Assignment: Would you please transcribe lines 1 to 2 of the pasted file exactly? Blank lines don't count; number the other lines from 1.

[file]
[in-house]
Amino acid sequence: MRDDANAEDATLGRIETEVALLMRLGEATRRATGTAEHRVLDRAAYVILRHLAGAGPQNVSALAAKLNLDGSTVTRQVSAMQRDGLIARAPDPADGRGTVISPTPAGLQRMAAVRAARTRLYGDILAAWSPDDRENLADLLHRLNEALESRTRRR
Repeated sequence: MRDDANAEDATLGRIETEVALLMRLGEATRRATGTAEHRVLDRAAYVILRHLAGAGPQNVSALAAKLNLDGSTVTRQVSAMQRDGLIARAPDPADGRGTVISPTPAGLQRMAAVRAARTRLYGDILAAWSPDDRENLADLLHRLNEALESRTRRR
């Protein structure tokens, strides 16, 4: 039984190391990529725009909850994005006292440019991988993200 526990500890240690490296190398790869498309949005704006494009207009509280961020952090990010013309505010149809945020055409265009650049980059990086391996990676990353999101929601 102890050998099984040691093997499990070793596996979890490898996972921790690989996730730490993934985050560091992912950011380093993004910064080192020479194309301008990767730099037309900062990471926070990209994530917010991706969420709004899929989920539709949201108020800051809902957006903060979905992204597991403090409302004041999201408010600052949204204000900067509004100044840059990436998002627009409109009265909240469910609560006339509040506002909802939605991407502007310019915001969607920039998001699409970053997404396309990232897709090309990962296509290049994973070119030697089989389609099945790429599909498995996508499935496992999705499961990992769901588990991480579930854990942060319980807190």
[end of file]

[in-house]
Amino acid sequence: MRDDANAEDATLGRIETEVALLMRLGEATRRATGTAEHRVLDRAAYVILRHLAGAGPQNVSALAAKLNLDGSTVTRQVSAMQRDGLIARAPDPADGRGTVISPTPAGLQRMAAVRAARTRLYGDILAAWSPDDRENLADLLHRLNEALESRTRRR